Publication: Terrorism Monitor Volume: 9 Issue: 40


The cautious consolidation of its control over Mogadishu by the African Union Mission in Somalia (AMISOM) encountered a pair of serious setbacks in late October as al-Shabaab Islamists ambushed a Burundian patrol on October 20 and mounted a suicide attack on Ugandan troops in their base at the German Metal Factory near Mogadishu Stadium.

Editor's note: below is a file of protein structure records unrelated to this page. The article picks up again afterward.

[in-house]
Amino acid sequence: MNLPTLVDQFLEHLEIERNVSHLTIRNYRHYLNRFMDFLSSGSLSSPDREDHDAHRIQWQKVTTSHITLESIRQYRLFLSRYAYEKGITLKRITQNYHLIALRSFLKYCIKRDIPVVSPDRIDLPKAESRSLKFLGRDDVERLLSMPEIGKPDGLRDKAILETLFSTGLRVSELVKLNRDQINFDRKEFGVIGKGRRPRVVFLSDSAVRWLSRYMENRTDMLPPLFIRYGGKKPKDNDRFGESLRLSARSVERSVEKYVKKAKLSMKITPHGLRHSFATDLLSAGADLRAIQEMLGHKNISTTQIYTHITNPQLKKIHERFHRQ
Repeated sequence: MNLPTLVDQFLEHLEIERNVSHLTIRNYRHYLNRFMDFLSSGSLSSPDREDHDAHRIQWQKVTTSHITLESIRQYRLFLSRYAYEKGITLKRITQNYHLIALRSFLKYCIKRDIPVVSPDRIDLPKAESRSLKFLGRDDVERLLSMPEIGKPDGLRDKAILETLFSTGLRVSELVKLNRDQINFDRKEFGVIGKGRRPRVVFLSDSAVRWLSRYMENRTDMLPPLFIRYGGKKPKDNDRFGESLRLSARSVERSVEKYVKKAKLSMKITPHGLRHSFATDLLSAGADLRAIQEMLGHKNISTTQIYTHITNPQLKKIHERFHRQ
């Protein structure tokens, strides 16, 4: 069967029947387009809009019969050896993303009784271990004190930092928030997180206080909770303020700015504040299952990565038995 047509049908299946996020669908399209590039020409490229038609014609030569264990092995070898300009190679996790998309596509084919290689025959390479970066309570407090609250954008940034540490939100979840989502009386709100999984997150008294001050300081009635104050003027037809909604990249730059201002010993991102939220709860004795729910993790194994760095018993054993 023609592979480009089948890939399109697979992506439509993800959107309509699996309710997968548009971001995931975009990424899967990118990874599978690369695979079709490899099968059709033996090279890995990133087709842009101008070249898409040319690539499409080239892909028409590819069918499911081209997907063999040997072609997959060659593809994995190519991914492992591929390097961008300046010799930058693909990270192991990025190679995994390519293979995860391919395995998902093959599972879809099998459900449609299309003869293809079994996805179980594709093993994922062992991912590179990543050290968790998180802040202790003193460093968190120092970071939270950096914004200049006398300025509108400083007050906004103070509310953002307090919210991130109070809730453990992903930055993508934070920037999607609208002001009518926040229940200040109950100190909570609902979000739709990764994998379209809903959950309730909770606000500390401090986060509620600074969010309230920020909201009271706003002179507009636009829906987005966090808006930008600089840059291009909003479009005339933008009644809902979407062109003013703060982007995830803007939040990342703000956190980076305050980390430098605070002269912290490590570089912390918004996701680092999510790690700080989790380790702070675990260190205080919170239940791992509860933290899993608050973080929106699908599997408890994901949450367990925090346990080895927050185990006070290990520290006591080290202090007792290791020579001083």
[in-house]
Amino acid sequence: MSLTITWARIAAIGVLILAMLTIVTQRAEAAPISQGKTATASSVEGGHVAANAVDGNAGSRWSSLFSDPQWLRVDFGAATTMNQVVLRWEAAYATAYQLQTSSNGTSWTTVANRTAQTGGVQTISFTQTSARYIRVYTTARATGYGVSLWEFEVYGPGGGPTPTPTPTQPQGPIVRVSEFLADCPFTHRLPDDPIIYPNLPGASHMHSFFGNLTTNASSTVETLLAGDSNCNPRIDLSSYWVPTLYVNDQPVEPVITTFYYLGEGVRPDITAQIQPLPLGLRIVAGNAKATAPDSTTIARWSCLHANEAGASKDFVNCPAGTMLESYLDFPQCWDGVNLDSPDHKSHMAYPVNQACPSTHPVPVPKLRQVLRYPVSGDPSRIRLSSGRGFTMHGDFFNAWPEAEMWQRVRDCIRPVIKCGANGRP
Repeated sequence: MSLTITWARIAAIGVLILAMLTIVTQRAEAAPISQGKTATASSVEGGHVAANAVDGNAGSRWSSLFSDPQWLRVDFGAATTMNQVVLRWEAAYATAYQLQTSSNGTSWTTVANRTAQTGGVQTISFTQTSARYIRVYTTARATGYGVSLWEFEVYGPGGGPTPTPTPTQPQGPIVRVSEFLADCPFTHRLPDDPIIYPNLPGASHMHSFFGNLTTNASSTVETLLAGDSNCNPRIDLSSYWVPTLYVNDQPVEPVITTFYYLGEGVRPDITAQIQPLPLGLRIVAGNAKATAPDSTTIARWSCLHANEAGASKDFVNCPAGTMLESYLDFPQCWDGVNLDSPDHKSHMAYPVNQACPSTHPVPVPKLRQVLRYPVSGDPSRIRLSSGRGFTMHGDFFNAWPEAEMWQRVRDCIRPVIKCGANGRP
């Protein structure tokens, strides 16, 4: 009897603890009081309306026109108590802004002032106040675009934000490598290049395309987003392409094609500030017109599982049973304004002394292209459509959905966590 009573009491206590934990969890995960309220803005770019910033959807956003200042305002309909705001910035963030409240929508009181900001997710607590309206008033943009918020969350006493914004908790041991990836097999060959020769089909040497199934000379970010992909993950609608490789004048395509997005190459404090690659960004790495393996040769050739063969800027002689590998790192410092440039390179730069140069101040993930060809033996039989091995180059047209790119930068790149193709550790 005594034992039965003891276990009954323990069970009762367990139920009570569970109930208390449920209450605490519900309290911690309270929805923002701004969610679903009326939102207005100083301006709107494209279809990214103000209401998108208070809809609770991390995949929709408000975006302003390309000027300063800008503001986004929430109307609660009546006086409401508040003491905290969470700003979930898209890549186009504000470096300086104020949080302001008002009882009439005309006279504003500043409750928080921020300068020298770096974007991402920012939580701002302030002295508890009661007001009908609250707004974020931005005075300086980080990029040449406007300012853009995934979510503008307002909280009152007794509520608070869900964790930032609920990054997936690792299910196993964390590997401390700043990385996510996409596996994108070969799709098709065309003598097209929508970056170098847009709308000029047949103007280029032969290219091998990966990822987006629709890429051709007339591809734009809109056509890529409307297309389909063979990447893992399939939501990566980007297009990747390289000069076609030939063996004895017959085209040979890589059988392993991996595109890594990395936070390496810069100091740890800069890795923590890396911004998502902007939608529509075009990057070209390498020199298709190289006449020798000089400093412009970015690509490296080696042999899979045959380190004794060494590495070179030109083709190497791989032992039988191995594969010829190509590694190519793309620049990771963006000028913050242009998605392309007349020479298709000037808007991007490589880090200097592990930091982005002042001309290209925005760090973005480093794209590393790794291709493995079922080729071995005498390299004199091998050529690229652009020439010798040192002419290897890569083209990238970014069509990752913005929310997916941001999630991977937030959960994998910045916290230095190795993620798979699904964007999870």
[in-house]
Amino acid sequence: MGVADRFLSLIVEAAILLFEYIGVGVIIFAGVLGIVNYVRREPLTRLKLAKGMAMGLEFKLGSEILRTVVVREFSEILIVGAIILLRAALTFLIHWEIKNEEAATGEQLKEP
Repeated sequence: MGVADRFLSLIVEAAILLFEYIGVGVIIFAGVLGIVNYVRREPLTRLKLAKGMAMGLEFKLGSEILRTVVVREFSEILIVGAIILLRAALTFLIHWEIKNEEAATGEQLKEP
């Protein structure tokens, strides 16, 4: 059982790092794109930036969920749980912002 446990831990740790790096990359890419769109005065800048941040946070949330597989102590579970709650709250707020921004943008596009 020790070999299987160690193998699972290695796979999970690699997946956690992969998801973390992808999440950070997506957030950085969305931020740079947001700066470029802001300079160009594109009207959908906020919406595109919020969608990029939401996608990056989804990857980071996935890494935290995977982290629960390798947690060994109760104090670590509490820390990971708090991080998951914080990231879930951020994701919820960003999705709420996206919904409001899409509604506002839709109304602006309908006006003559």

A statement from al-Shabaab describing the “Mogadish Bloodbath” claimed two “martyrdom seekers” disguised as Transitional Federal Government (TFG) troops infiltrated the camp housing Ugandan troops and forces of Somalia’s TFG and set off their bombs, killing themselves and a number of Ugandan soldiers. This much is acknowledged by AMISOM; the Shabaab statement, however, describes a more complete victory obtained when mujahideen followed the blasts by raiding the base, securing all access routes in and out and massacring all Ugandan and TFG forces contained within. [1] Al-Shabaab spokesmen later claimed at least one of the two suicide attackers was an American citizen who had joined the Somali mujahideen (AFP, October 30). Uganda’s Lieutenant General Katumba Wamala claimed the Ugandans had suffered only three killed and two wounded in the attack, though some reports have suggested far greater losses (Sunday Nation [Nairobi], October 30). Nevertheless, sources in Mogadishu have confirmed that gunmen wearing TFG uniforms rushed the camp after the bombings, killing at least ten soldiers (AP, October 29; Reuters, October 29). Following the attack, a senior AMISOM officer promised that the African Union forces would soon “destroy” al-Shabaab (Shabelle Media Network, October 28; Horseed Media, October 28).